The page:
National might be the largest polling party, but they’re sorely lacking any serious parliamentary sidekick. ACT clearly isn’t the solution, so how about contriving a new splinter-party? Good luck getting that past the electorate, writes Alex Braae
Voters are a strange group of people to lump together. By and large they have little in common with each other; they have different class interests, education levels, incomes, religions, ideologies. Some follow politics intently, most don’t really pay attention to the day to day minutiae of parliament.
But one thing that voters as a mass have in common is a skill that can sometimes escape the most seasoned of political operators and commentators. Voters are very very good at spotting bullshit, and trashing it accordingly.
When Labour continually switched leaders during their long dark tenure of opposition, voters correctly saw their claims of being unified as bullshit. When National’s new leader Simon Bridges rocked up to Northland in the 2015 byelection and promised ten new bridges, the verdict from the voters was clear: bullshit. When the Internet Party claimed to be more than just a vehicle for Kim Dotcom’s vanity, voters were near unanimous in condemning the party as nothing but bullshit.
And now ACT, National’s trusty sidekick, is claiming to still be a real party, and not just a rort for Epsom voters to get a sweeter deal. The voters of Epsom don’t care – they know they win from this particular brand of bullshit. But the rest of the country doesn’t have any reason to buy into it, and are openly contemptuous of ACT. They got just 13,075 party votes in 2017, or for scale, about a third of the population of Whanganui.
ACT have stood a candidate in the Northcote by-election, who has put forward absurd motorway plans that the NZ Herald’s Simon Wilson was far too impartial, professional and polite to accurately describe as bullshit. Former leader Jamie Whyte claimed Māori people were legally privileged, “like the pre–revolutionary French aristocracy”, which was more pure bullshit. In fact, so much do ACT swim in bullshit, that they once had a youth spokesman go on TV and claim that the scientific fact of climate change was, in and of itself, bullshit.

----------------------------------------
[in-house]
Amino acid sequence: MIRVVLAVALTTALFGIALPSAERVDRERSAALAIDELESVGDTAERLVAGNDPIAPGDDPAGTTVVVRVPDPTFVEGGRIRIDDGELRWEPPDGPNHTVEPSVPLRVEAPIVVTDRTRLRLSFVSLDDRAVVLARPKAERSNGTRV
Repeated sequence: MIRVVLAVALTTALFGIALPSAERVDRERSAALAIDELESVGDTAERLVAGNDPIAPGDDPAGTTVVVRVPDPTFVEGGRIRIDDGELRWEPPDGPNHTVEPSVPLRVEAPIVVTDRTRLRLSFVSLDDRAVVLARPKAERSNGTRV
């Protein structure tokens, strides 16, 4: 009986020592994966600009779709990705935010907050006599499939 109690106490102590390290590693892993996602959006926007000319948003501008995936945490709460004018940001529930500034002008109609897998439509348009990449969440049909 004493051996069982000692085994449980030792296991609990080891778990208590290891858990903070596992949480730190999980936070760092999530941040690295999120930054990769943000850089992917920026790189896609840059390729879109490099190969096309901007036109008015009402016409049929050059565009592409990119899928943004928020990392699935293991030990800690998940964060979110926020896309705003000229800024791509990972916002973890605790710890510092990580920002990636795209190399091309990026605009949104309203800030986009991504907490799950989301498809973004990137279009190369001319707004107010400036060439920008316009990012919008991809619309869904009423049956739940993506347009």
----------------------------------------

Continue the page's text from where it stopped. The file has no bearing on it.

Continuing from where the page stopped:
It has got to the point where National are now, by Simon Bridges’ own admission, having quiet chats about what the future political landscape of the right will look like. Because it isn’t ACT, and never will be. It could have been the Conservatives, who despite what people think about their former leader Colin Craig, were a real party, based on a real constituency. But despite winning almost 4% of the vote in 2014, they didn’t win any seats because of our bullshit electoral system.
One suggestion that keeps cropping up is that the National party will effectively support an MP leaving to set up a franchise operation. They would probably hold a safe electorate seat and have reasonable conservative credentials. Think Simon O’Connor in Tamaki, or Mark Mitchell in Rodney, who could hoover up any of the vote further off to the religious right that might be insufficiently inspired by National, and then be a reliable parliamentary vassal. The only problem with this analysis, is that it is also bullshit.